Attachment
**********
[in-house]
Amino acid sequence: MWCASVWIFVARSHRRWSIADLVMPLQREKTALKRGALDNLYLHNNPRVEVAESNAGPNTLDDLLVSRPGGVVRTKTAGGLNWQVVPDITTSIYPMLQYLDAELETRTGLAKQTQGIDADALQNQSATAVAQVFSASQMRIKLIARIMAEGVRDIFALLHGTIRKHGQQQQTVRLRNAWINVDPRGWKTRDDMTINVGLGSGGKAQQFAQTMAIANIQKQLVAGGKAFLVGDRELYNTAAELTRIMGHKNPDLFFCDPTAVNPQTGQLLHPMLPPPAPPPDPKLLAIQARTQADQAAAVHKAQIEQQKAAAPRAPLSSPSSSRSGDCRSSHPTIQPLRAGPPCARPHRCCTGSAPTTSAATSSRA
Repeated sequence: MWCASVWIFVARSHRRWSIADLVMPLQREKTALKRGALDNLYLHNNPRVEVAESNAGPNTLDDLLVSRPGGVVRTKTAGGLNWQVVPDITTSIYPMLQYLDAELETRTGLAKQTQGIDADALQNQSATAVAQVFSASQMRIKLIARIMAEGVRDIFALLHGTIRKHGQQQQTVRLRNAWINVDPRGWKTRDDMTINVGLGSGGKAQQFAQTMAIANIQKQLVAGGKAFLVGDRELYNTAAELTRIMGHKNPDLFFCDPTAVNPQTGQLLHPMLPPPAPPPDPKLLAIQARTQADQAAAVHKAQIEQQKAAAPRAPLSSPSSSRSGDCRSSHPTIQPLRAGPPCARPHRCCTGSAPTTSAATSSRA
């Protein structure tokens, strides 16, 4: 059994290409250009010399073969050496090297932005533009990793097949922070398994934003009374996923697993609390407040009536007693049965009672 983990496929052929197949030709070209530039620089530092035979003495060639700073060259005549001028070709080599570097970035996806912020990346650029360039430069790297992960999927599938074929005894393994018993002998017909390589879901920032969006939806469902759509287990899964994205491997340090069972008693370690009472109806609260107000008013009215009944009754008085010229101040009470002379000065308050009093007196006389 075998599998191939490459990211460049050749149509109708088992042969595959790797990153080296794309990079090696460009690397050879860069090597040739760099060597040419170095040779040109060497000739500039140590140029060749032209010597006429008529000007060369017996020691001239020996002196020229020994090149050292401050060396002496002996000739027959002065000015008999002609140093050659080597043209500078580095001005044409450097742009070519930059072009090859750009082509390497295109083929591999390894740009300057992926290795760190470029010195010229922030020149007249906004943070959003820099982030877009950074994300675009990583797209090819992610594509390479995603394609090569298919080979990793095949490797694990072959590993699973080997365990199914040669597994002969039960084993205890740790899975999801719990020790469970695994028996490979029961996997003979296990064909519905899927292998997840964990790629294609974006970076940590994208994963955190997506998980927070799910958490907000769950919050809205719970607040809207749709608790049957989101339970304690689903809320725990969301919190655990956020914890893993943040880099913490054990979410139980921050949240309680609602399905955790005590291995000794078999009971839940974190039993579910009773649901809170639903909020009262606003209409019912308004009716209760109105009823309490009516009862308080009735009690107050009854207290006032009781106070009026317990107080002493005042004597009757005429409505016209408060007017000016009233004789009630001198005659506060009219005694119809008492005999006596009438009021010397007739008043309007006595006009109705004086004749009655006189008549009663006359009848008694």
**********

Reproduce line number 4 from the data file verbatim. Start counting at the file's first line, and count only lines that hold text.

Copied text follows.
């Protein structure tokens, strides 16, 4: 059994290409250009010399073969050496090297932005533009990793097949922070398994934003009374996923697993609390407040009536007693049965009672 983990496929052929197949030709070209530039620089530092035979003495060639700073060259005549001028070709080599570097970035996806912020990346650029360039430069790297992960999927599938074929005894393994018993002998017909390589879901920032969006939806469902759509287990899964994205491997340090069972008693370690009472109806609260107000008013009215009944009754008085010229101040009470002379000065308050009093007196006389 075998599998191939490459990211460049050749149509109708088992042969595959790797990153080296794309990079090696460009690397050879860069090597040739760099060597040419170095040779040109060497000739500039140590140029060749032209010597006429008529000007060369017996020691001239020996002196020229020994090149050292401050060396002496002996000739027959002065000015008999002609140093050659080597043209500078580095001005044409450097742009070519930059072009090859750009082509390497295109083929591999390894740009300057992926290795760190470029010195010229922030020149007249906004943070959003820099982030877009950074994300675009990583797209090819992610594509390479995603394609090569298919080979990793095949490797694990072959590993699973080997365990199914040669597994002969039960084993205890740790899975999801719990020790469970695994028996490979029961996997003979296990064909519905899927292998997840964990790629294609974006970076940590994208994963955190997506998980927070799910958490907000769950919050809205719970607040809207749709608790049957989101339970304690689903809320725990969301919190655990956020914890893993943040880099913490054990979410139980921050949240309680609602399905955790005590291995000794078999009971839940974190039993579910009773649901809170639903909020009262606003209409019912308004009716209760109105009823309490009516009862308080009735009690107050009854207290006032009781106070009026317990107080002493005042004597009757005429409505016209408060007017000016009233004789009630001198005659506060009219005694119809008492005999006596009438009021010397007739008043309007006595006009109705004086004749009655006189008549009663006359009848008694």